Horsetail Fall by Moonlight

Horsetail Fall by MoonlightHorsetail Fall has become a celebrity, attracting more lenses than Brangelina. In February hundreds of photographers try to catch the fleeting sunset light on this little waterfall. Suitable vantage points are limited, so it’s hard to find new and different ways to portray this iconic subject. But it occurred to me that if I could catch the moon setting at just the right angle I might be able to photograph it at night. 

It turns out that the right conditions for moonset light on Horsetail Fall are quite rare. The moon’s path varies greatly as it waxes and wanes. It has to set at the right angle while close to full (to provide enough light), before sunrise (so the dawn light doesn’t wash out sky), and there has to be water in fall. Such conditions may occur only once every other year, at most.

Fortunately I found perfect conditions last spring. As I walked up to one of my favorite Horsetail Fall viewing locations at about 4 a.m., I saw an amazing sight: that beautiful, low-angle backlight on the waterfall, with the cliff behind it in the shade. It looked exactly like it does at sunset in February, only with stars in the sky above it.

Our eyes can’t see color in the dark, but cameras can, so as soon as I made my first test exposure I could see that now-classic orange glow on my LCD screen. I used both short and long shutter speeds, but ended up liking the short ones, with pinpoint stars, best.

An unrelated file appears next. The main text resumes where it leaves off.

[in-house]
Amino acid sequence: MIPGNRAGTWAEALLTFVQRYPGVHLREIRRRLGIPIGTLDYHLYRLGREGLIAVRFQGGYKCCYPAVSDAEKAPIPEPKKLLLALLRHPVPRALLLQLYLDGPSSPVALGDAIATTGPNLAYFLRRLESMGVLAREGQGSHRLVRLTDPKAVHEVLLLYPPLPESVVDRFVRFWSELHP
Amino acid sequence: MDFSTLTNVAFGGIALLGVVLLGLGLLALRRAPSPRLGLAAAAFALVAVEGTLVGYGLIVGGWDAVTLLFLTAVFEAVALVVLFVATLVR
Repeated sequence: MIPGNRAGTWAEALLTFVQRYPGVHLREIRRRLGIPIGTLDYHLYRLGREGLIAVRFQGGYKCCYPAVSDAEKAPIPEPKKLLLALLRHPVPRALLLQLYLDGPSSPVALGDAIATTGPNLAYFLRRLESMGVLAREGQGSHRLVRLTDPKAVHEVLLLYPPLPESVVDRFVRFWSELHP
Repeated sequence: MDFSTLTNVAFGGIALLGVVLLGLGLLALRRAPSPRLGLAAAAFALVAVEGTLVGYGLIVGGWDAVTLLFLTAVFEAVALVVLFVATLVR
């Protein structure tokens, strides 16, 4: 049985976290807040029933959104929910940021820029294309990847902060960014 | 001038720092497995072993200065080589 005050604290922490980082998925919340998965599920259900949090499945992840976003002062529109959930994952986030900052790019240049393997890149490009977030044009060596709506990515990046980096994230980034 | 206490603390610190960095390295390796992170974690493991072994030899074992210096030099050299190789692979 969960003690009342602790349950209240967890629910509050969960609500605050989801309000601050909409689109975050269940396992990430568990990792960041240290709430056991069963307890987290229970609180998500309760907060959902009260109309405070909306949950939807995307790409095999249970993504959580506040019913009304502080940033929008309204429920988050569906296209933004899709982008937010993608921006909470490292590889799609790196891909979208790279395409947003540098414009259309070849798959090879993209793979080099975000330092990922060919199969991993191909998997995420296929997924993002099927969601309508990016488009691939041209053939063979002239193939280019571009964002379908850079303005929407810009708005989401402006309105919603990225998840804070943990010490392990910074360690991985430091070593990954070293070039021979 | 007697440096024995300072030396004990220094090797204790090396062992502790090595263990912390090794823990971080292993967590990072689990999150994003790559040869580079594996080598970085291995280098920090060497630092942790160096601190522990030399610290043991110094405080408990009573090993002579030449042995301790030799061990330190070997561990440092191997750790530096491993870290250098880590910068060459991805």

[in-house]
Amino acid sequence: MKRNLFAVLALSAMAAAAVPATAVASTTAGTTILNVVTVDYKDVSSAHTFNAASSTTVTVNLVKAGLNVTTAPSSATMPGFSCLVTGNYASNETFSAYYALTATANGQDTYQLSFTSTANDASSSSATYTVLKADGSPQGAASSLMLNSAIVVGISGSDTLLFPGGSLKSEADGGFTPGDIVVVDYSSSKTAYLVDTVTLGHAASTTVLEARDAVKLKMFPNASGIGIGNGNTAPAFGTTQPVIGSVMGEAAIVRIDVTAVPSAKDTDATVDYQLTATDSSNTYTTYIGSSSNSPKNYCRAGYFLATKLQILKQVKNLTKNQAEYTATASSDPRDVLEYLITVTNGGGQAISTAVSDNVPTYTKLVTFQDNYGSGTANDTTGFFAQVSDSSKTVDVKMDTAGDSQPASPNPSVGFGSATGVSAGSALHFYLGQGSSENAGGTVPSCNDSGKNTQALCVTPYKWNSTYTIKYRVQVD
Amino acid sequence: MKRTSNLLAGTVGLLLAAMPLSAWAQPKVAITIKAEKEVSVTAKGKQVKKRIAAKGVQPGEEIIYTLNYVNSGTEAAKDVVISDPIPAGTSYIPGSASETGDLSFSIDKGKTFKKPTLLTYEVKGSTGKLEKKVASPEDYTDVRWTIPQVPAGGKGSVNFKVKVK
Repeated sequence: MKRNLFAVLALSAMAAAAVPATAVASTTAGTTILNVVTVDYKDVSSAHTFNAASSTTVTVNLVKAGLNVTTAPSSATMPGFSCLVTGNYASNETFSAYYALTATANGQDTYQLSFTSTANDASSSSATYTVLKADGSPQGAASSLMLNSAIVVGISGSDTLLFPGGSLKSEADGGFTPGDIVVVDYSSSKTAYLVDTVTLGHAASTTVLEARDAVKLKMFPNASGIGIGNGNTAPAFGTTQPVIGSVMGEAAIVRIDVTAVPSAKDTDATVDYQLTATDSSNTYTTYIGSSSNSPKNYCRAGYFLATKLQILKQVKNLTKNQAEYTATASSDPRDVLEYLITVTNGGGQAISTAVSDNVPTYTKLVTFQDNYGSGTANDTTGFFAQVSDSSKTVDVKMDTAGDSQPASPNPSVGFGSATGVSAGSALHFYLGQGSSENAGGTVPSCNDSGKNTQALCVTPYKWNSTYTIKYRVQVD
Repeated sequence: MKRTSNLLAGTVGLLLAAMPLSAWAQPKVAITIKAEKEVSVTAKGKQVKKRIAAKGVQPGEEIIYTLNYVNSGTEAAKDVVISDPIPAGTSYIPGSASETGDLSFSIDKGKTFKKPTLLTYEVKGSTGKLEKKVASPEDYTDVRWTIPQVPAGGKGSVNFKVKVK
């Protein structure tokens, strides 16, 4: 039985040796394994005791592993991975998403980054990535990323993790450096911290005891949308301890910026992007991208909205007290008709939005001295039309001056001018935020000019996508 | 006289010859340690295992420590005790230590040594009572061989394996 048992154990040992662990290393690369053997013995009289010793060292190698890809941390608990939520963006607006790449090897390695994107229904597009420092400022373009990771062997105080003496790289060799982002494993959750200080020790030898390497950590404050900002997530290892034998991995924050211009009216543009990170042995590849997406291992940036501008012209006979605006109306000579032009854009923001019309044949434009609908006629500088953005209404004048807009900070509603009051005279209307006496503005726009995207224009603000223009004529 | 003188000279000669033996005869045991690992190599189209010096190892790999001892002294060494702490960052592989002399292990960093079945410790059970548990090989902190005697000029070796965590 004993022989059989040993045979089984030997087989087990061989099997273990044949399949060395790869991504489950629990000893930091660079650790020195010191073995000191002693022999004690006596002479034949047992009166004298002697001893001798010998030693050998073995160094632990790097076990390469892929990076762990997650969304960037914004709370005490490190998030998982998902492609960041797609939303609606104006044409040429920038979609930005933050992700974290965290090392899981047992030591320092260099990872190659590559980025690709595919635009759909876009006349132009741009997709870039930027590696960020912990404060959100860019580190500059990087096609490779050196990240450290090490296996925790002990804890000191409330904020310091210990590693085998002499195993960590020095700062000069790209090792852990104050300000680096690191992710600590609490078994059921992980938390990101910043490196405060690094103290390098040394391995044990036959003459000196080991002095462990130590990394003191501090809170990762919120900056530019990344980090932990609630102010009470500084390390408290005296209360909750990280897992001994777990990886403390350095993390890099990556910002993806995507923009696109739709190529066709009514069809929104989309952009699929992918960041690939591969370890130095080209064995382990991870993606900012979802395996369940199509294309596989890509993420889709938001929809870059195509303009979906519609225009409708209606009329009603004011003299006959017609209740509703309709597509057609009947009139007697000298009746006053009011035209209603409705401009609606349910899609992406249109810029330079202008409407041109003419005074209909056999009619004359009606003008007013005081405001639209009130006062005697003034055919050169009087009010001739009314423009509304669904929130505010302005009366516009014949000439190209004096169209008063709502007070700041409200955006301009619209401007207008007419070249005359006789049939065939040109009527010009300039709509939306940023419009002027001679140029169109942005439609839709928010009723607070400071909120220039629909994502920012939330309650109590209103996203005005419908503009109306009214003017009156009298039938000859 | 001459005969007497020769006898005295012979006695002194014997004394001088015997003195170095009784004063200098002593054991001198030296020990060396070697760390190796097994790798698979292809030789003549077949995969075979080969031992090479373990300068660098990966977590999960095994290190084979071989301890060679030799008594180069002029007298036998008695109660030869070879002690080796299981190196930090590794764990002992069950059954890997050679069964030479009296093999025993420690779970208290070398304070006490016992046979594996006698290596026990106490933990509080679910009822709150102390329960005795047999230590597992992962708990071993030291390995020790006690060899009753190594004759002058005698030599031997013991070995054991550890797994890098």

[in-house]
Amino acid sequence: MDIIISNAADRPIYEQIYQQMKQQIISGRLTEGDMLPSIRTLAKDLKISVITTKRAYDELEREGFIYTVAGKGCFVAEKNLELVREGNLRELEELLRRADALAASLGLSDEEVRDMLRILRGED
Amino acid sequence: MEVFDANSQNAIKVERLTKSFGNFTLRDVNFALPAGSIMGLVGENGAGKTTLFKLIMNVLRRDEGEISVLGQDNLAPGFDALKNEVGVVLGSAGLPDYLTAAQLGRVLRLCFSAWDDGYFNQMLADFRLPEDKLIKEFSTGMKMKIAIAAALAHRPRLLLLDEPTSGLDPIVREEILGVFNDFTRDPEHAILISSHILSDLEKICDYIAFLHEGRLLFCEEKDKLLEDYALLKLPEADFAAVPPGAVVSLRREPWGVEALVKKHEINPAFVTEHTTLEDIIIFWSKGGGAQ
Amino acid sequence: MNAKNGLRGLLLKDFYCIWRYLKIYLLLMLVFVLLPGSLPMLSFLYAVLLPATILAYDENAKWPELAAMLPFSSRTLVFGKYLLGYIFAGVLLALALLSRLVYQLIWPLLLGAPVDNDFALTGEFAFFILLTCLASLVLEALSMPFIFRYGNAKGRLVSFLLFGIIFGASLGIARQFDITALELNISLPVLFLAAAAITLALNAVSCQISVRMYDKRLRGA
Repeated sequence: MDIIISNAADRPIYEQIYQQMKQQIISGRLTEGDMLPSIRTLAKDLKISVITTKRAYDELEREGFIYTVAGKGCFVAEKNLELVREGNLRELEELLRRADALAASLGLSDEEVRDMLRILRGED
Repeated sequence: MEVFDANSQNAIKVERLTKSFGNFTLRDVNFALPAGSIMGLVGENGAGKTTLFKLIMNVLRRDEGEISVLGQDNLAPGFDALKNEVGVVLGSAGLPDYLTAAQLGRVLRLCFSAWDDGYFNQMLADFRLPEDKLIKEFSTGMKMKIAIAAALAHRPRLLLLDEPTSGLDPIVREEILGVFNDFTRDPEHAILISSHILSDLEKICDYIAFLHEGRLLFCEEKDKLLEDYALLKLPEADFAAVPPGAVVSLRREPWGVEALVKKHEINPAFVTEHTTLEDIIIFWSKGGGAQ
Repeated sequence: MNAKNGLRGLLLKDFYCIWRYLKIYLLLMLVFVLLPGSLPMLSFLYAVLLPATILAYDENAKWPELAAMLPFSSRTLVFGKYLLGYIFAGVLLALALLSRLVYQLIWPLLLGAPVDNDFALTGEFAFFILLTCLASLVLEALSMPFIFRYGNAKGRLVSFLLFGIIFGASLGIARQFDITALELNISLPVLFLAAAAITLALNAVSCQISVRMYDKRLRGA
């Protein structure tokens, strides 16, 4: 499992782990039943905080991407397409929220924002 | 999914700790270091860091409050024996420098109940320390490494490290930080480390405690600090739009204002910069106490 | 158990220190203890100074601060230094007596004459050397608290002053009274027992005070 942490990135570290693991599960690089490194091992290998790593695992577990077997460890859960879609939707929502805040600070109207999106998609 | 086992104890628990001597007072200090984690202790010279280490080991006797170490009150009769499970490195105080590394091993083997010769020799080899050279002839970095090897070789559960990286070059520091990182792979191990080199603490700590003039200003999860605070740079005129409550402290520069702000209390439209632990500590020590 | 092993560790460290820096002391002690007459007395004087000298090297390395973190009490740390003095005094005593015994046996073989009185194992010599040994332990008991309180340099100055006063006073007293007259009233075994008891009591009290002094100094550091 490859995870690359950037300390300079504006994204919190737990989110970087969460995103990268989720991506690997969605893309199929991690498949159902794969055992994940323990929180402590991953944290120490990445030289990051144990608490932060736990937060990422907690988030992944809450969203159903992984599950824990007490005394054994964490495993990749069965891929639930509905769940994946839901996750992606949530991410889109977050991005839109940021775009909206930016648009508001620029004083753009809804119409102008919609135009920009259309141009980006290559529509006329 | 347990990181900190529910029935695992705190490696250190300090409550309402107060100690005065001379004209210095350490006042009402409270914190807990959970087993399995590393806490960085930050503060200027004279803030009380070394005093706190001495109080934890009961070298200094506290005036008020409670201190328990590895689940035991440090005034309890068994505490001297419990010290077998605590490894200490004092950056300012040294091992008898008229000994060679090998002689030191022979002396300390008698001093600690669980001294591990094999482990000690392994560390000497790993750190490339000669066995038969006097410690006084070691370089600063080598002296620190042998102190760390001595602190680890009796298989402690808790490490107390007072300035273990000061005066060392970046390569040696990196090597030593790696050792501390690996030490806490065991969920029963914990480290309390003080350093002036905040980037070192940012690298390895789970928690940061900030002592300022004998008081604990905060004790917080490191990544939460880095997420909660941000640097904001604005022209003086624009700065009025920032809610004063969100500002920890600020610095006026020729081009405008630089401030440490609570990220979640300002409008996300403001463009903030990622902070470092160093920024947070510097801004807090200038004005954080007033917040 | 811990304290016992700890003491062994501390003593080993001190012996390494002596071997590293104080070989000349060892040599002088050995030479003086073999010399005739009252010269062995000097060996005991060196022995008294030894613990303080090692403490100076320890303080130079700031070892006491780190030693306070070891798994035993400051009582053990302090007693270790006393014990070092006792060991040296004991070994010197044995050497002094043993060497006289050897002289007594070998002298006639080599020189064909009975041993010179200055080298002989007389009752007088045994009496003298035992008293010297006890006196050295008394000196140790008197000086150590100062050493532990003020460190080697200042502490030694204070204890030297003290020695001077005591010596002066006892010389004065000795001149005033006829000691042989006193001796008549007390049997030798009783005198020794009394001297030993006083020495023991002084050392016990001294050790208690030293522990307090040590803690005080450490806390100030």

This photograph was selected to be part of the Best of Nature show at the Ordover Gallery in the San Diego Natural History Museum. Two more of my images, Winter Sunrise From Tunnel View, andWinter Morning Along the Merced River, were also chosen. The opening reception is November 13th, 11 a.m. to 1 p.m., and will be on view until January 30, 2011. Hope to see some of you at the reception!

Speaking of Horsetail Fall, right now is it’s mirror season. The light is identical to February, and the only reason hundreds of photographers don’t try to photograph it in October is because there’s usually no water in the fall. But Yosemite Valley received almost four inches of rain in the last 48 hours, so there should be plenty of water in Horsetail Fall for the next day or two.

 

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9 Responses to “Horsetail Fall by Moonlight”

  1. [...] others require planning. This is obviously an example of planning, as is my photograph of Horsetail Fall by moonlight. But most of my best images were made by simply reacting to what I saw around me—fleeting light [...]

  2. [...] Related Posts: Juniper and Star Trails; Horsetail Fall by Moonlight. [...]

  3. [...] Related Posts: The Best Time to Photograph Horsetail Fall, Revised; Horsetail Fall by Moonlight [...]

  4. Alan Siegle says:

    Michael,

    It would be helpful if the date of your article was shown and if you would refer to the dates you are referring to in your blog.

  5. Michael Frye says:

    Alan, the date is shown, though it’s rather hard to find. It’s at the end of the post between the tags and comments (October 25th, 2010).

  6. [...] Edited to add: Michael Frye was the one to do the initial legwork to photograph Horsetail by moonlight. Read his account and see his image here. [...]

  7. Lady Labyrinth says:

    Will you offer a poster of Horsetai Ffall by Moonlight for sale?

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